Forgotten Food: Culinary Memory, Local Heritage and Lost Agricultural Varieties in India

Lead Research Organisation: University of Sheffield
Department Name: History

Abstract

Based in the former princely capital of Rampur in north India, Tarana Khan is a local historian and novelist working to preserve her city's unique heritage linked to food, literature and culture. A former teacher, her motivation is the city's youth who retain a strong sense of their Rampuri heritage, even as it disappears around them. Recognizing the urgency, she began collecting oral histories from older residents known for their connections to the 'old world'. She also began exploring the famed Rampur Raza Library, with its rich and sizeable collection of Urdu and Persian manuscripts, for historic cookbooks. One Rampuri speciality, yakhni pulao - now cooked only to a basic recipe - appeared in fifty or more styles. Seeking to recreate these historic recipes, she worked with a khansama, or cook, from an old cheffing family to translate measures, procedures and ingredients into modern equivalents. A particular problem was the disappearance of older varieties of rice that had become extinct with the spread of high-yielding hybrid types. Their distinct aroma and taste remained alive only in the culinary memories of the older generation, who still yearn for tilak chandan and other small-grained local varieties previously grown in the rice-belt around Rampur.

Taking a lead from this 'local food hero', this partnership bridges the gap between culinary memory, local heritage and lost agricultural varieties. Bringing food historians, sociologists, literary scholars and plant scientists into dialogue with heritage practitioners, authors, cooks and street vendors, it addresses challenges linked to local communities and food sustainability in India through four main 'work packages':
1. recovery and analysis of historic cookbooks and other literatures relating to food and food cultures preserved in colonial, national, local and family collections in India, Pakistan and the UK.
2. recording oral history to enable culinary memories to be preserved in local cultural contexts with no written record.
3. commissioning a new anthology of creative writing on South Asian food and foodways to capture memories and ideas relating to such themes as family, domesticity, hospitality and food shortage.
4. growing heritage rice varieties in controlled-environment 'virtual rice paddies' protected from modern pathogens. Preferred characteristics may then be incorporated into plants that will survive and thrive in extreme environments, while also delivering high yields and nutrients required by an ever-expanding population.

The culmination of a funded-stage of the partnership will be the Rampur Food Festival. This two-day event hosted by project partner, the Rampur Raza Library, will focus on the cooking of heritage food to the recipes in Urdu and Persian manuscripts from the court of the Rampur Nawabs. Of particular note will be the use of heritage rice grown for the project to recover participants' emotional response in terms of appearance, taste and smell. In the late nineteenth century, the Rampur court was known for its patronage of an important cultural festival, the Jashn-e-Benazir, featuring poetry, music and, most significantly for our purposes, food. A distinctive feature of this event was the mixing of different social classes and communities in the shared space of bazaar culture. Building on this historic model in a contemporary context, the Rampur Food Festival will move heritage food from its 5* lodgings to street level, highlighting popularity and affordability to foster a means of livelihood for local cooks, street vendors and artisans. The festival will also showcase other partnership outputs, including a historic recipe collection making material from archival sources available to contemporary cooks and a documentary highlighting culinary memory through oral history.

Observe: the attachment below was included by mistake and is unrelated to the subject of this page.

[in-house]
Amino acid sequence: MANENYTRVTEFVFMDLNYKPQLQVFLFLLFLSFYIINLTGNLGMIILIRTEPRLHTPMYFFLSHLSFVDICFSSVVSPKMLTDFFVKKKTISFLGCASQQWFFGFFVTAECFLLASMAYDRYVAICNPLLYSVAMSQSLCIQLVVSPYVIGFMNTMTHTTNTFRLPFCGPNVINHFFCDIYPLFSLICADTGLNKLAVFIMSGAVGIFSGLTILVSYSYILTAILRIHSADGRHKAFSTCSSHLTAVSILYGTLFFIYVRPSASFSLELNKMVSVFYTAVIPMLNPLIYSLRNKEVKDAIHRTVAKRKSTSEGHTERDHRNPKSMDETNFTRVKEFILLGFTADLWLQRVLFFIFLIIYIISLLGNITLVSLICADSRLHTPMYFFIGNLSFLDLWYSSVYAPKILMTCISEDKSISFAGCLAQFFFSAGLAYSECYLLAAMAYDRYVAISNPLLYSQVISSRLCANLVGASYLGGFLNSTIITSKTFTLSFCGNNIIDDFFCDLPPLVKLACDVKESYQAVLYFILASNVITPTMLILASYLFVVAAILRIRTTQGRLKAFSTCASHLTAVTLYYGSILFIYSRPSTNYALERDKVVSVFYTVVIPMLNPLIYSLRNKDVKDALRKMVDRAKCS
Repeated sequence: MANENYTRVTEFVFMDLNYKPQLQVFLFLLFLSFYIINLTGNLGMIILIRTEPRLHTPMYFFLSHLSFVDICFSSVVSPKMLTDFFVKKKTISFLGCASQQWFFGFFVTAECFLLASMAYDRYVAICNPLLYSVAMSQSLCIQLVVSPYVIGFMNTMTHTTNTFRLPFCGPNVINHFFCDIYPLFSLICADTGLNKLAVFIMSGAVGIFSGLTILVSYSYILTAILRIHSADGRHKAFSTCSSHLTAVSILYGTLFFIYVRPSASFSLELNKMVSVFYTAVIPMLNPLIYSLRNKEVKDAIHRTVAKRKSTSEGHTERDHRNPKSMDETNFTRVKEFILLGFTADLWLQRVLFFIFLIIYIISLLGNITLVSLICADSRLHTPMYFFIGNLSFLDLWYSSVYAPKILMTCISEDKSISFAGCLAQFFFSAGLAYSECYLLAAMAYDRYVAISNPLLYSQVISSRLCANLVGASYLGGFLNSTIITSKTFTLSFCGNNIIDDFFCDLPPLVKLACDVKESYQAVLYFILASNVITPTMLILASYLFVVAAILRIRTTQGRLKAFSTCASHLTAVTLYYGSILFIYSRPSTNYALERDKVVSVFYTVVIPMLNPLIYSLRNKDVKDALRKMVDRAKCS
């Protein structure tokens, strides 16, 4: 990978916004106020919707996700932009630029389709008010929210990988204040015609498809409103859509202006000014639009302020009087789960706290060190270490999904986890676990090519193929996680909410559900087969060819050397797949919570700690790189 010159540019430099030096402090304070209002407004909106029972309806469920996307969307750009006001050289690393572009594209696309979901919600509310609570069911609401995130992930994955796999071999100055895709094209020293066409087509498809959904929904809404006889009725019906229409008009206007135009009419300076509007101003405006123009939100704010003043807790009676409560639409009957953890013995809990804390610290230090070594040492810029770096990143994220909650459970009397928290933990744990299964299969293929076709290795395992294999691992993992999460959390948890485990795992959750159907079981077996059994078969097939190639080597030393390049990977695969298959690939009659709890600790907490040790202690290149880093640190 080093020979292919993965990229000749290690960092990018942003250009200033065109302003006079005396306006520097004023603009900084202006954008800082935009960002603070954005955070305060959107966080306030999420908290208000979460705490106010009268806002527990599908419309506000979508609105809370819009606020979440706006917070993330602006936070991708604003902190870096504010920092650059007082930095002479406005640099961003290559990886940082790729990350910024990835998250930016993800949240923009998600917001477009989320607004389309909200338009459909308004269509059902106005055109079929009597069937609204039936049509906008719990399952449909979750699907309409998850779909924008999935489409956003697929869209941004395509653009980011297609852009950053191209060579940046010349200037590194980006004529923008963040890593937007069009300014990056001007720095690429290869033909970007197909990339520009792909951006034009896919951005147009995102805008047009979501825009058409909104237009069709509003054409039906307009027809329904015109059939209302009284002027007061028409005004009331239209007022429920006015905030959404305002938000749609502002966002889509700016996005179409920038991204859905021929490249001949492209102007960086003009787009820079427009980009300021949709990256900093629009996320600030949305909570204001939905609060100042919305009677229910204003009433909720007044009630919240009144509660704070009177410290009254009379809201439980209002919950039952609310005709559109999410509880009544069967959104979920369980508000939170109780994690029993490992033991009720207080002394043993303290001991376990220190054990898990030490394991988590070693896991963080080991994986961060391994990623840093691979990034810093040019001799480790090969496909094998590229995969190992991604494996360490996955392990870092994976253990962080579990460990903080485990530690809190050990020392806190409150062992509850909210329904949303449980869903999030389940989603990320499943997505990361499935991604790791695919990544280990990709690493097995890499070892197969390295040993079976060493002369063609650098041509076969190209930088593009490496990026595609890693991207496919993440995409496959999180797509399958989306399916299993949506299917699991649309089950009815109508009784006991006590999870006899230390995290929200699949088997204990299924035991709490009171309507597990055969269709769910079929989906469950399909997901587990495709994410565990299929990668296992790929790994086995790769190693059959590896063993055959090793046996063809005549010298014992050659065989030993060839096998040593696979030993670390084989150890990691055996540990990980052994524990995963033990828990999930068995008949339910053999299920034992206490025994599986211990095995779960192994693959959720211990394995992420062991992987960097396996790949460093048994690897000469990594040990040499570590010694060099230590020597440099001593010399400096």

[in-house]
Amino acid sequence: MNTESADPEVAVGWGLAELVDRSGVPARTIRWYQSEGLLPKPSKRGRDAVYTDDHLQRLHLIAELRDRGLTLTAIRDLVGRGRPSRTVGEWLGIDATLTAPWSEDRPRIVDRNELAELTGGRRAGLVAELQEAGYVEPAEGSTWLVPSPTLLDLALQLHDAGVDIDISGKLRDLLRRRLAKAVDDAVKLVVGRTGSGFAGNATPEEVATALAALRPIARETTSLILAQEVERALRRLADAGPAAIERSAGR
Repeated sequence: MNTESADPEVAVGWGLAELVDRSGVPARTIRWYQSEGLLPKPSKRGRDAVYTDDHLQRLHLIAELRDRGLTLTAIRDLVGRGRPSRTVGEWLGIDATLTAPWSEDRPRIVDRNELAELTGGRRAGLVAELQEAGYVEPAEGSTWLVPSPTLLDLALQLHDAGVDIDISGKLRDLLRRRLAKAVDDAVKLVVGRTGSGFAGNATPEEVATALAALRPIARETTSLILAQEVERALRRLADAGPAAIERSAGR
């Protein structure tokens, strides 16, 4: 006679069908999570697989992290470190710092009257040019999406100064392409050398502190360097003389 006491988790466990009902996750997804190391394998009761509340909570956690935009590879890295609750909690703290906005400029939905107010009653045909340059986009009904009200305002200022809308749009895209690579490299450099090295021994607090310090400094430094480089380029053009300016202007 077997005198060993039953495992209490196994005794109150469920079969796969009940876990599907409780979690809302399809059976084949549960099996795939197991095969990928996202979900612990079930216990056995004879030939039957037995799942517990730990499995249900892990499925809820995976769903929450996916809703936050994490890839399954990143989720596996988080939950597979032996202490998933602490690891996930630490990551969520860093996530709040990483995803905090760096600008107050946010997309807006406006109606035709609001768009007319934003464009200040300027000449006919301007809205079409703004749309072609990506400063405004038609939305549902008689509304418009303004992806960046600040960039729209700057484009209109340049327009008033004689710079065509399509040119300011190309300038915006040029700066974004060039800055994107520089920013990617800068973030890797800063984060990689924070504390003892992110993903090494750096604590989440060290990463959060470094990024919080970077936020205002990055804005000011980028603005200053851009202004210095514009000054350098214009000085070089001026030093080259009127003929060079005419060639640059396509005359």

Planned Impact

This research will impact on the wider Indian public in a number of ways:
-Culturally and Socially: By fostering awareness and popularising historic recipes linked to Muslim culinary heritage in India, this project will contribute to social cohesion and the mediating of difference between religious groups at a time of communal tension and violence fostered by government policy.
-Economically: By providing new means for livelihood to disadvantaged groups, including street vendors, artisans and musicians. Other economic benefits will come to local communities, like Rampur, through increasing tourism and promoting commercial activity around the production and consumption of heritage foods.
-Physically: Simple health remedies taken from historic cookbooks can also improve health and well-being among populations unwilling or unable to afford access to allopathic medicine. The development of new sustainable fortified rice varieties that are historically-rooted and culturally-appropriate will also have a major impact on hunger and malnutrition in India in the future.

Publications

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